Slugs and snails find fruit trees to be delicious. They feed on your fruit and leave their telltale slime tracks behind. If you have ever grown a fruit tree or are planning on it, you have to do something to keep these pests away. There is a simple remedy to keep slugs and snails off your fruit trees.
Purchase copper wire, thin copper sheeting or copper tape. Most hardware stores and home improvement stores sell copper wire and sheeting.
Wrap the copper foil, copper sheeting or copper barrier tape around the base of your fruit tree. The copper barrier needs to be approximately 3 to 4 inches wide, so you can bury a portion of it under the soil level. Wrap the tree snugly but not overly tight, because if it is too tight in will cause damage to the tree.
If you are using copper sheeting, punch a hole in each end of the sheeting. After wrapping it around the base of the tree, slip string or a twist tie through the holes to pull the ends together. Tie a knot in the string or twist the twist tie together to secure it in place. Attach copper foil by stapling one end to the tree and using paper clips to secure the two ends together after wrapping around the tree. The tape has adhesive on the back to secure it to the tree.
Replace organic mulches, such as bark, wood chips and pine needles with inorganic mulches, such as gravel or pebbles. Snails and slugs prefer and often live under organic mulches.
Remove the slugs and snails from your hosta bed manually--at night or in the early mornings is ideal. Wear gloves, and then stick them in a bucket. Throw them away or for the faint-hearted, set them loose in the woods or on a farm. You can also boil them, and then in a few days when the smell is unbearable, sprinkle the water and remains around the planting bed, but not on the hostas themselves.
Set up slug and snail traps. There are commercial traps available or you can make your own. Bury a tin can near each hosta plant. Then fill it with about an inch of beer. The snails and slugs will fall in and die.
Purchase a worm called a nematode worm. It will attack a slug and enter its body. It will kill it and then reproduce. Then more nematodes go on the hunt for slugs. This is best started in the spring.
Get some sawdust. You can make it yourself or you can go to any lumber yard and they'll propbably just give some to you.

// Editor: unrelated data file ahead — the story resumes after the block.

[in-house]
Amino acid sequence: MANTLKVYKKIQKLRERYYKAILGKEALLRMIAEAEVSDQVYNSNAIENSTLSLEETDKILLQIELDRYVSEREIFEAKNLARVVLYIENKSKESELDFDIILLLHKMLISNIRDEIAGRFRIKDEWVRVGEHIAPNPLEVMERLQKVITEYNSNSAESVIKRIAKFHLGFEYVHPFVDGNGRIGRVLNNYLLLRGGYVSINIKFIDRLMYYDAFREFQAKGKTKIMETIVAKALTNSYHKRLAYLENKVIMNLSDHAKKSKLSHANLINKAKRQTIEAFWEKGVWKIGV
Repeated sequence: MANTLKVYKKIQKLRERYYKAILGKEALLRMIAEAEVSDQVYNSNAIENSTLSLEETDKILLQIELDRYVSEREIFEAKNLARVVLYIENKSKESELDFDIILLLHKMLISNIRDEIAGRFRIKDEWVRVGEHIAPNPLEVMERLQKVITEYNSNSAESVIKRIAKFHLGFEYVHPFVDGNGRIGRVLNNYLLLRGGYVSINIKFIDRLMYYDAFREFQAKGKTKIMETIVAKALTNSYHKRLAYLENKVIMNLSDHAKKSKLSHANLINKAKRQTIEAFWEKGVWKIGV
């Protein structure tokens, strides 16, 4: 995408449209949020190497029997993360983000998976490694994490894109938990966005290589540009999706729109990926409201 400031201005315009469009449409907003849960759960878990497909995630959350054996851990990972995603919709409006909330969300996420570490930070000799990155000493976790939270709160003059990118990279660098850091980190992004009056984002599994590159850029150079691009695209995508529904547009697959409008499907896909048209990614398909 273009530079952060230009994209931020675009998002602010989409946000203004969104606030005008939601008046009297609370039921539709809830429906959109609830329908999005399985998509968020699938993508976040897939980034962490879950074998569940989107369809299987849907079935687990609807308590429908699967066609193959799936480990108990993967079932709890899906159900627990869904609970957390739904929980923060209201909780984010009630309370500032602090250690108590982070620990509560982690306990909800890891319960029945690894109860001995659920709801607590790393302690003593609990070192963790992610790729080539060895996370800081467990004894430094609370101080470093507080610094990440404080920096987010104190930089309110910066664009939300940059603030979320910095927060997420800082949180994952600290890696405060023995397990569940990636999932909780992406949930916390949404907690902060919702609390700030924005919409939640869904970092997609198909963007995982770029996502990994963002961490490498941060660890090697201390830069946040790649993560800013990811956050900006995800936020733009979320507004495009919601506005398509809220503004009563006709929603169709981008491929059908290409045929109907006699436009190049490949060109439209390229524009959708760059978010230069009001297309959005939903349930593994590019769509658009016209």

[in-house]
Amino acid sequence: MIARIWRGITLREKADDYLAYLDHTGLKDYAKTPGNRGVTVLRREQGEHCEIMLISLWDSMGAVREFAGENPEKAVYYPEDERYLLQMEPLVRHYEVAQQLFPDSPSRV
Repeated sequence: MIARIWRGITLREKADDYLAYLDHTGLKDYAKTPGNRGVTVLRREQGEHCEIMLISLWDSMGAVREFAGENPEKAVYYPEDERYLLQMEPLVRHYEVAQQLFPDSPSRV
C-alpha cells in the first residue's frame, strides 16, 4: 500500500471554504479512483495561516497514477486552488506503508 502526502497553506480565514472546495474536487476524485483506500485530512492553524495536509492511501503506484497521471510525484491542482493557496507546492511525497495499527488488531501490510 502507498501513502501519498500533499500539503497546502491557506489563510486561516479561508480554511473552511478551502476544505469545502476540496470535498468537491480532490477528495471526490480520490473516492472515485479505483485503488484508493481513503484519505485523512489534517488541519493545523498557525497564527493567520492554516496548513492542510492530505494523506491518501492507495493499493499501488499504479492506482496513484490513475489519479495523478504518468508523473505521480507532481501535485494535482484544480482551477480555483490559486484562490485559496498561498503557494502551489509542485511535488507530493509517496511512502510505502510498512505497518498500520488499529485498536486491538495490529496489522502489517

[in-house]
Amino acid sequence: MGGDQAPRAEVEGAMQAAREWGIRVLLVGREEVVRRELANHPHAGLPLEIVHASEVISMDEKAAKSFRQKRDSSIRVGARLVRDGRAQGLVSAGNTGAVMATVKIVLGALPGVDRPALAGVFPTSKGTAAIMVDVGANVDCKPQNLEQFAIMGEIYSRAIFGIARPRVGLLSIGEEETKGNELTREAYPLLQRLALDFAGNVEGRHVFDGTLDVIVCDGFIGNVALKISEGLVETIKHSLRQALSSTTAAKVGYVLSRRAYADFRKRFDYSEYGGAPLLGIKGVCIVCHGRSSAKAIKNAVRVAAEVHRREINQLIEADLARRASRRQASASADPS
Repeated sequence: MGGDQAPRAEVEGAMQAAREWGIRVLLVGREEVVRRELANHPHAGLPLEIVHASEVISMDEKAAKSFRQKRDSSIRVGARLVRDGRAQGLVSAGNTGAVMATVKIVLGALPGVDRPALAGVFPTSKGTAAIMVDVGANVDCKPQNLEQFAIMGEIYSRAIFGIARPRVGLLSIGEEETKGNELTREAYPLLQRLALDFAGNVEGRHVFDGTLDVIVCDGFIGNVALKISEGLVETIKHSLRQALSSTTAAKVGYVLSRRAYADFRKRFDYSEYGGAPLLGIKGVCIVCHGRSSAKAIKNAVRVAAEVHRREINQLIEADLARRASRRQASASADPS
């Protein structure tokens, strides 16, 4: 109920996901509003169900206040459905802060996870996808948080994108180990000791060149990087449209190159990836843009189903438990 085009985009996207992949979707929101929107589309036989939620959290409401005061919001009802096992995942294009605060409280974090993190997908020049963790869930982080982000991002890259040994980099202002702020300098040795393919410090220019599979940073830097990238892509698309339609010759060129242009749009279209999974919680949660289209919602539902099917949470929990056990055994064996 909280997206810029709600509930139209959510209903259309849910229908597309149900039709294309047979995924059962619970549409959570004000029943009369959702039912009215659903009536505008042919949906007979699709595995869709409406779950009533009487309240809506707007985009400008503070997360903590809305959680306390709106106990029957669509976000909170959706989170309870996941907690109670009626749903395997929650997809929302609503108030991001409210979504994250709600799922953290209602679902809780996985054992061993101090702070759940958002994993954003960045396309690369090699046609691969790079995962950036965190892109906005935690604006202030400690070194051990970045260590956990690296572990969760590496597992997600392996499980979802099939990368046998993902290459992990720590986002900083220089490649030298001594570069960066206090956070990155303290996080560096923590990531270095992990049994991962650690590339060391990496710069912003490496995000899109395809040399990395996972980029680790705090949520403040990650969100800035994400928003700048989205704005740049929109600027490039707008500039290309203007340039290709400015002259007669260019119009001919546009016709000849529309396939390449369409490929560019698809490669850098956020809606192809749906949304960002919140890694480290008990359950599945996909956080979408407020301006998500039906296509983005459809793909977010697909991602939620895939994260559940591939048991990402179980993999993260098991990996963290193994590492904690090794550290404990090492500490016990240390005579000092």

Go out to the infected area and ring your plants with sawdust. Typically I create a ring about four inches away from the stalk of the plant. Try to make your ring about 1 inch wide and 1/2 inch tall.
If you have the patience and the weathers nice you can Just sit bak and observe. Watch the slug slide over the ring of sawdust and begin to writh in agony as the moisture is absorbed from it body.
If you want to make it espessialy painfull on the slug top off your sawdust ring with a layer of salt. You can almost hear them scream.
Rid your garden of debris. Vegetation that is decaying, fallen leaves and rotting wood are favorite hiding places for slugs. Removing potential nighttime homes helps deter slugs.
Thin their population by handpicking them at night. Go out to your garden around 10 p.m. and gather all the slugs you can.
Make a beer trap. Also commonly referred to as a "slug pub," a beer trap will lure slugs and drown them. Place an old pie tin or similar dish about a quarter inch into the ground and fill it with beer.
Turn an old cantaloupe shell into a trap. Place the cantaloupe rind in your garden with the hollow side down. Remove slugs daily. This trap will last for three days.
Sprinkle diatomaceous earth around your hostas. While these ground-up diatoms are sharp enough to cut and kill slugs and snails, they will not affect other animals and are safe to use around pets and children.
Use a commercial slug killer. Metaldehyde products kill slugs by dehydrating them. Deadline RainTough or Meta are two brand names. Follow manufacturer directions in applying the product, and reapply after rain.
Use a shepherd’s hook to hang your tomatillo plant on. Keeping the plant off the ground will prevent snail and slug damage.
Spray water from a bottle all over your tomatillo plant daily, especially on warm summer days.
Add cool running water to a high-pressure water sprayer if you notice the presence of spider mites. Don’t add any chemicals to the water that could affect your plant.
Spray the high-pressured water beneath the plant and on the back of the leaves. Make sure that all of the bugs are sprayed off in the process.
Wear protective gloves and pick off any stickbugs using your hands. Spread a thin layer of sabadilla on the surface over the leaves after the fruit begins to ripen.